Ubiquitous on Bengaluru’s streets, the autorickshaw should have been the most effective last-mile connectivity option. It is a no-brainer, at least on paper. Yet, the lack of an effective price regulatory system has made a mockery of the auto meter, further pushing the city’s unsustainable, explosive growth of private vehicles. Can Metro Mitra and other options in the pipeline reverse this decline?
Developed for a mobility partnership with Bangalore Metro Rail Corporation Limited (BMRCL) and expected to be operationalised soon, Metro Mitra app promises to be a game-changer. But can it change the public distrust of many such initiatives in the past that eventually failed to deliver? Exasperated by the inaccessibility and frequent cancellations by autos attached to aggregator platforms, commuters are desperate for a system that actually works.
Prepaid autorickshaw stands in disarray
Pre-paid auto rickshaw stands at many Metro Stations are in disarray. Despite the inflated rate cards, vehicles are often unavailable and the counters are poorly staffed or closed. Alighting the Metro, commuters end up paying hefty fares after a hard bargain. During peak hours, the waiting time for an Uber or Ola can get frustratingly long.
Metro Mitra is different since it is exclusively for Metro users, and the routes are designed to originate from the Stations. The plan is to extend it to all existing stations across the city. To beckon the long-harassed commuters, the app will strictly follow the government’s meter fare model with an additional flat fare charge of ₹10. This will cover the pick-up and technology-related expenses.
Inter-modal connectivity has been a big challenge at many of the Metro Phase I stations. Designated BMTC bus bays are a rarity. The new app is expected to address this issue with designated ‘Metro Mitra Zones,’ created for auto drivers in close proximity to the Metro stations.
How Metro Mitra app works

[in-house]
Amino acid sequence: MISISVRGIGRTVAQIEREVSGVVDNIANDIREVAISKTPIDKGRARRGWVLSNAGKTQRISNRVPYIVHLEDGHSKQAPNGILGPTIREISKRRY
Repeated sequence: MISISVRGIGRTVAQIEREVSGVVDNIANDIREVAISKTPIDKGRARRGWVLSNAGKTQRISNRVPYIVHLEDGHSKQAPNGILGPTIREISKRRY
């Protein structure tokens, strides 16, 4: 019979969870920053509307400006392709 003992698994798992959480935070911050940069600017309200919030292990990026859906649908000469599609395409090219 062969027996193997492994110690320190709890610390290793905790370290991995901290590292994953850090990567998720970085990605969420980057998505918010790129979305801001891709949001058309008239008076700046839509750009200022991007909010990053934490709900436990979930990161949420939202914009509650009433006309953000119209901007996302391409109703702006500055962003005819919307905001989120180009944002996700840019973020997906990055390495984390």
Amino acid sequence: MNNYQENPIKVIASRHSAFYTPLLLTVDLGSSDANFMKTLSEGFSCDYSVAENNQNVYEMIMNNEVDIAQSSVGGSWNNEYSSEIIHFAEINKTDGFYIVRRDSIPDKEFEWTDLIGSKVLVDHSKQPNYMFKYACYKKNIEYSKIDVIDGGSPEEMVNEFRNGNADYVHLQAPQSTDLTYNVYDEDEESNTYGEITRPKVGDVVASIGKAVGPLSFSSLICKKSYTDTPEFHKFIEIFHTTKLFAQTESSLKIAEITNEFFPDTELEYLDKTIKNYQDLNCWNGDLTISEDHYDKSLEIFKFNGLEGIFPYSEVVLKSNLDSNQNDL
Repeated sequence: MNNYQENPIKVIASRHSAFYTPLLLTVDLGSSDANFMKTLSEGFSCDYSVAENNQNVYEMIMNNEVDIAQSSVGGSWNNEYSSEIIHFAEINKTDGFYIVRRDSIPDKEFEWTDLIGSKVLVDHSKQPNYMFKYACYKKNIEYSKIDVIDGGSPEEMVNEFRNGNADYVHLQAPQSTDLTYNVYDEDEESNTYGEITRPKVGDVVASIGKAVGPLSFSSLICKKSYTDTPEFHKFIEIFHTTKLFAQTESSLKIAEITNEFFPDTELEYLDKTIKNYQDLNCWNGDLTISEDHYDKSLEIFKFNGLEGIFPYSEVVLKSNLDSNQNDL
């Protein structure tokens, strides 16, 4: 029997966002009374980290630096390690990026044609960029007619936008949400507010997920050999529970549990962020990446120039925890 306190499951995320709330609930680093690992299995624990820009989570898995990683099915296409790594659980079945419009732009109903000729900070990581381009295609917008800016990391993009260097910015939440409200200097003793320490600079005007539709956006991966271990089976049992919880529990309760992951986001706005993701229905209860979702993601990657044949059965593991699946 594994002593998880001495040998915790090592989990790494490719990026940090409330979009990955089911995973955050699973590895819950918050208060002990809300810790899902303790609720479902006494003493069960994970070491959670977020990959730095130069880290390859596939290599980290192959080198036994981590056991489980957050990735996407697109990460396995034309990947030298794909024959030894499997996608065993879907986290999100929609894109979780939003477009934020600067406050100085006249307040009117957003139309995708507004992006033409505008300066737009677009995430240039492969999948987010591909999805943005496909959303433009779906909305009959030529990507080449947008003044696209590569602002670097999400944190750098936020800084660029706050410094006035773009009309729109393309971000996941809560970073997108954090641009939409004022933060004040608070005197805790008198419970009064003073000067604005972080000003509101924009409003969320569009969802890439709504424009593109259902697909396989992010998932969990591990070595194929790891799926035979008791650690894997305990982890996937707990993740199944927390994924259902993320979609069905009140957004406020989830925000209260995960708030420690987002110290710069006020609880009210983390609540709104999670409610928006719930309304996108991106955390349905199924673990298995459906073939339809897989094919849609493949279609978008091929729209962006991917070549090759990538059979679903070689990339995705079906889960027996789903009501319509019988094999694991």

So, here’s how Metro Mitra works: Commuters book the auto ride while buying a Metro ticket from the BMRCL app or through its WhatsApp chatbot feature. Once he/she enters the destination in the app, an estimated fare shows up. Post booking, the commuter receives a one-time password (OTP) with other ride details. The Metro Mitra zone is then assigned to the commuter. The system follows the Open Network for Digital Commerce (ONDC) model.
At the heart of public discontent with the existing ecosystem is driver behaviour. But, as Sampath C., General Secretary of the Adarsh Auto Drivers’ Union points out, the fault lies also with the driving schools and Regional Transport Offices (RTOs). “After getting his learner’s licence, the driver has 30 days to obtain his Driving Licence (DL). During this period, he should be clearly told that the licence is given for public service and he should go to whichever corner of the city he is hired for,” he says.
Driver behaviour, regulatory gap
Sampath notes that none of the RTOs or schools educate the driver about the rules. “He is not told ‘Don’t take more than three passengers, don’t charge one and half times beyond the stipulated time limits. Without a working knowledge of these basic rules, why should he be issued the DL? They could educate him at the time of renewing license, fitness certificate or permit, but they don’t.”